Rivlin: Three principles bind Israel's foreign policy – US ties, US ties, Us ties

"Building is not a provocation," says Israel's tenth president.

October 29, 2014 09:48
1 minute read.
Reuven Rivlin

Reuven Rivlin. (photo credit: REUTERS)


Dear Reader,
As you can imagine, more people are reading The Jerusalem Post than ever before. Nevertheless, traditional business models are no longer sustainable and high-quality publications, like ours, are being forced to look for new ways to keep going. Unlike many other news organizations, we have not put up a paywall. We want to keep our journalism open and accessible and be able to keep providing you with news and analyses from the frontlines of Israel, the Middle East and the Jewish World.

As one of our loyal readers, we ask you to be our partner.

For $5 a month you will receive access to the following:

  • A user experience almost completely free of ads
  • Access to our Premium Section
  • Content from the award-winning Jerusalem Report and our monthly magazine to learn Hebrew - Ivrit
  • A brand new ePaper featuring the daily newspaper as it appears in print in Israel

Help us grow and continue telling Israel’s story to the world.

Thank you,

Ronit Hasin-Hochman, CEO, Jerusalem Post Group
Yaakov Katz, Editor-in-Chief

UPGRADE YOUR JPOST EXPERIENCE FOR 5$ PER MONTH Show me later Don't show it again

With the media buzzing over a possible crisis between Jerusalem and Washington amid sharpened US rhetoric – it seems no one is staying out of the fray.

After the Prime Minister's Office put forward plans to build over a thousand housing units in east Jerusalem, a move which has sparked a series of condemnations from world powers, including the US, President Reuven Rivlin is the latest to weigh in on the issue.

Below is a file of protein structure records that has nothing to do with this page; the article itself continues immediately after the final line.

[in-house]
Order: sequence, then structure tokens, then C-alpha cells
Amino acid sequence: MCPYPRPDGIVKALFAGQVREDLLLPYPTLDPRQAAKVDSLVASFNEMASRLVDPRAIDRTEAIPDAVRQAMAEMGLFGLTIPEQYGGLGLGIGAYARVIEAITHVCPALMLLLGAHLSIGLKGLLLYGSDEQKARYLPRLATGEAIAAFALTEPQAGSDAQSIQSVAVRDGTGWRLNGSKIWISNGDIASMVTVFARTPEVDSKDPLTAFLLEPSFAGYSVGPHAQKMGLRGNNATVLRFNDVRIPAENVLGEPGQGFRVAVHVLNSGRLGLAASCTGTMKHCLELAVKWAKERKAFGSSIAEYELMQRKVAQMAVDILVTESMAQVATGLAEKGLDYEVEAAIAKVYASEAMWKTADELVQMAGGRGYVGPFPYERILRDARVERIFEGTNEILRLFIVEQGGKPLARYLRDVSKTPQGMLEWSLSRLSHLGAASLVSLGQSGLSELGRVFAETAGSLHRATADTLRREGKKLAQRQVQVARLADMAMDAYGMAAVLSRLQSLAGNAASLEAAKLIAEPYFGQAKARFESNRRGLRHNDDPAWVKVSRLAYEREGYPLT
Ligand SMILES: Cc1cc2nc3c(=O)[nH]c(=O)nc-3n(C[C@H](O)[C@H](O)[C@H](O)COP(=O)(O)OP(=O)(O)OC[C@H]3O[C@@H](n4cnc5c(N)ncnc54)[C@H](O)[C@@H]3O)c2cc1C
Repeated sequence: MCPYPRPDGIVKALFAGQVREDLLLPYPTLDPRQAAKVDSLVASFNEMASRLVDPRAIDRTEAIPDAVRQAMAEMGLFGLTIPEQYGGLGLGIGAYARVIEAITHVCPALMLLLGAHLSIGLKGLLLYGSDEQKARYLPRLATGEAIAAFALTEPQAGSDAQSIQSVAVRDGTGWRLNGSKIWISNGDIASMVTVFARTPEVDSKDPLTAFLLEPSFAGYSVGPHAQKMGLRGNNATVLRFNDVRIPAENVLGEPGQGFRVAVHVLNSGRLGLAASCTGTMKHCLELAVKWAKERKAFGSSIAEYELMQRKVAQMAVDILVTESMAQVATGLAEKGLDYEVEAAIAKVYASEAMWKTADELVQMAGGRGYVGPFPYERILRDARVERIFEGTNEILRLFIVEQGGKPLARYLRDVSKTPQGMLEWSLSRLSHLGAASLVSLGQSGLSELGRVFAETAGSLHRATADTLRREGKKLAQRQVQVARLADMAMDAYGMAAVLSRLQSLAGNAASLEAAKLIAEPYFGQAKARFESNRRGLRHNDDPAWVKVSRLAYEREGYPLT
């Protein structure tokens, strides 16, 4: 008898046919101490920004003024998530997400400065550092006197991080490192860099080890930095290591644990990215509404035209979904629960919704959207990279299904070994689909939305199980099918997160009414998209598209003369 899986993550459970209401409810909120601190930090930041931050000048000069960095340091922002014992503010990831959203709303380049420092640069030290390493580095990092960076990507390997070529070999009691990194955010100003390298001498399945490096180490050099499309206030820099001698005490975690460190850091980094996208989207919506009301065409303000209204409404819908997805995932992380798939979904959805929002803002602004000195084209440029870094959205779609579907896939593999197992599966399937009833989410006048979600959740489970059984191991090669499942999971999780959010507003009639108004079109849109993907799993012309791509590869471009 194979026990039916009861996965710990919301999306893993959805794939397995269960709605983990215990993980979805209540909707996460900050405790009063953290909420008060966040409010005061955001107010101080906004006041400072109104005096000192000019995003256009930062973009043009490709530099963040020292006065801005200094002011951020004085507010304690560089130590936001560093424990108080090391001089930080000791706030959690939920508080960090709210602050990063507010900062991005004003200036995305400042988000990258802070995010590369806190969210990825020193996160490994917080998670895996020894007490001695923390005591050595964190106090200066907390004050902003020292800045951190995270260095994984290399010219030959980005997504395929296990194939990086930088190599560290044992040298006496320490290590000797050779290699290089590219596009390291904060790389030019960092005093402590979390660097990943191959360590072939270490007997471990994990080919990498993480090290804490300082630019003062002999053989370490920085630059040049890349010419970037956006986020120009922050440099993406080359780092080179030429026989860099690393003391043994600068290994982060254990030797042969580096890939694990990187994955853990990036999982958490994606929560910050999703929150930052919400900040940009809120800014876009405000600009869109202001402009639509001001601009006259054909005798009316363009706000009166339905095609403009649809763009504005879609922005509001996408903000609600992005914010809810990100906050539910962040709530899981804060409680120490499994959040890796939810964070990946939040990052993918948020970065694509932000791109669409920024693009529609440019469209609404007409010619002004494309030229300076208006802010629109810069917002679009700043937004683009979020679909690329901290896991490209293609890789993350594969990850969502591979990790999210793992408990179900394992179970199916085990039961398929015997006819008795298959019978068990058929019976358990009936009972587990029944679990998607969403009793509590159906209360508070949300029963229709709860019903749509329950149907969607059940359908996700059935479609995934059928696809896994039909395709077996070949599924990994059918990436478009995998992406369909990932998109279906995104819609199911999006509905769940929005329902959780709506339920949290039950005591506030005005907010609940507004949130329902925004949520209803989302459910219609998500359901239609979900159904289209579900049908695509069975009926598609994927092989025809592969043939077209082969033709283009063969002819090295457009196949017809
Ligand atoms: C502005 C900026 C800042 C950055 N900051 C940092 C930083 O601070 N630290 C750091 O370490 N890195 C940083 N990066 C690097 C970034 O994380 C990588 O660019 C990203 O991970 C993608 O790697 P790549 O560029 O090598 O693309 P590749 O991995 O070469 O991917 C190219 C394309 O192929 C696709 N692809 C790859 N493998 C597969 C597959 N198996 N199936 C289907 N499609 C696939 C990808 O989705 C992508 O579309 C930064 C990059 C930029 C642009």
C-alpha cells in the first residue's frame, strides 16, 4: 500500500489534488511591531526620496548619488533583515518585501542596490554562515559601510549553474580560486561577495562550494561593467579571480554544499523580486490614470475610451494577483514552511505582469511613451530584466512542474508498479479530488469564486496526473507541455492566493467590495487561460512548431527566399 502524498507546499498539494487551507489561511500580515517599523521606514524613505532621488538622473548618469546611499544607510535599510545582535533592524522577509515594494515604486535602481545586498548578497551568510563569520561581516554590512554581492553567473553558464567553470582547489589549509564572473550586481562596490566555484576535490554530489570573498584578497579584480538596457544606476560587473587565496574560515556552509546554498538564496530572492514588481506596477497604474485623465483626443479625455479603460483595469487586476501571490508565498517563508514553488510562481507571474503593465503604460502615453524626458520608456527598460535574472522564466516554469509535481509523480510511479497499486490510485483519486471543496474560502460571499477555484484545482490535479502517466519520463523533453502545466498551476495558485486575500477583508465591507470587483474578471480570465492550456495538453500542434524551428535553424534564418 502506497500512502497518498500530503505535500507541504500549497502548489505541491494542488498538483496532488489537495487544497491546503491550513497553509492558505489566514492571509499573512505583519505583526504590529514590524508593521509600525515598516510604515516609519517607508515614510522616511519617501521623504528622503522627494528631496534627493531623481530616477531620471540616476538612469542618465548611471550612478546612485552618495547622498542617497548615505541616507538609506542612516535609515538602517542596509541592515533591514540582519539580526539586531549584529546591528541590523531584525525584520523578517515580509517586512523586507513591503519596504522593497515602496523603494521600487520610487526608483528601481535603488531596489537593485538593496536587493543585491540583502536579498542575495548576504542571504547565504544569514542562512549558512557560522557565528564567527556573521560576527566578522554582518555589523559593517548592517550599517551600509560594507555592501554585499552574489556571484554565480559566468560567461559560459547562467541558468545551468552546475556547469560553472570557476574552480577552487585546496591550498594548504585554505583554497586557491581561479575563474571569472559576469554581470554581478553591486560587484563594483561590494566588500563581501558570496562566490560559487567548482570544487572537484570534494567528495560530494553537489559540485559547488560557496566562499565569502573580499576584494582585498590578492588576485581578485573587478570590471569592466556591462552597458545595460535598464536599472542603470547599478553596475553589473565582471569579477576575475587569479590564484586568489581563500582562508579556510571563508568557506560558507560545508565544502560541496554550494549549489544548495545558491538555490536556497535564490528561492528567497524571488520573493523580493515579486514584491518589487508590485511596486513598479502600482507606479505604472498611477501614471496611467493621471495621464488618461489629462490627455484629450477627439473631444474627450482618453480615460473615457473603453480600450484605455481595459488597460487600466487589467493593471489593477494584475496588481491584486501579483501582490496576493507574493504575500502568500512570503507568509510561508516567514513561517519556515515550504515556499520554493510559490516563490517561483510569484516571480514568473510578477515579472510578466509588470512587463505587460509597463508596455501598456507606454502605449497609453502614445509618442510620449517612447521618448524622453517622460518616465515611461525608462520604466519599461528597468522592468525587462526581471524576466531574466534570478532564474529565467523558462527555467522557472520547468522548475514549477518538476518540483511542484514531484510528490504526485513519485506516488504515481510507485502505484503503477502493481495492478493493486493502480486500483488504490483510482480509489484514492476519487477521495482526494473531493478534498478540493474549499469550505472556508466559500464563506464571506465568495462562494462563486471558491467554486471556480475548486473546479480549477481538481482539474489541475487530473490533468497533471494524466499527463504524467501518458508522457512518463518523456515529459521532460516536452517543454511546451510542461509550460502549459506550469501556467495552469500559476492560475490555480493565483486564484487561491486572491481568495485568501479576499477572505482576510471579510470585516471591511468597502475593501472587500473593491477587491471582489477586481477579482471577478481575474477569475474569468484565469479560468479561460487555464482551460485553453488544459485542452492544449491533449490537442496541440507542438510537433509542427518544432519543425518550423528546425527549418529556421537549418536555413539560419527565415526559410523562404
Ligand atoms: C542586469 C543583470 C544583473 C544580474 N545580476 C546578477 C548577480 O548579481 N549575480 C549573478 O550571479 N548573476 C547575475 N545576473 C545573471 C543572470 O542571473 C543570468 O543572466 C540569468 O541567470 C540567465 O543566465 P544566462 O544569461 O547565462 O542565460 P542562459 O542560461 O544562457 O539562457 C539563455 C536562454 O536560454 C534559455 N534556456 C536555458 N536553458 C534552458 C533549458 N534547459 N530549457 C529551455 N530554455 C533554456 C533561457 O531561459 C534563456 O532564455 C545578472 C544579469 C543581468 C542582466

Be the first to know - Join our Facebook page.

In an interview with Army Radio on Wednesday, Israel's tenth president made a distinction between building for the purpose of incitement and lawfully settling one's country. "If construction is done to get even" with terrorists – it is wrong, he said, noting that construction is "not a provocation."

Rivlin made clear that the newly-authorized building plans in Ramot Shlomo and Har Homa were in areas "we will never desert." 

As for tensions with the Obama administration in light of reports that US officials complained about Prime Minister Benjamin Netanyahu's policies vis-a-vis Iran, the Palestinians, and settlement expansion, Rivlin said relations with Washington were paramount in forming policy, or as he put it: "Three principles bind Israel's foreign policy: the first, is US ties; the second – US ties; the third, which is no less important, is US ties."

Even as State Department officials voiced concern about the possible consequences of building beyond the 1967 lines, seen by the Palestinians as borders of a future state, the president said that America understood the capital's status: "We built Jerusalem and it will continue to be inhabited throughout the entirety of the city."

Rivlin gave the interview from Poland, where he is on an official state visit, his first time abroad since taking office in July. He was invited by President Bronislaw Komorowski for the opening of an exhibit at the Polin Museum, formerly known as the Museum of the History of Polish Jews.

Related Content

The temple mount on the Ninth of Av, July 22, 2018.
August 18, 2018
Mayor of Arab city in Israel condemns police shooting terrorist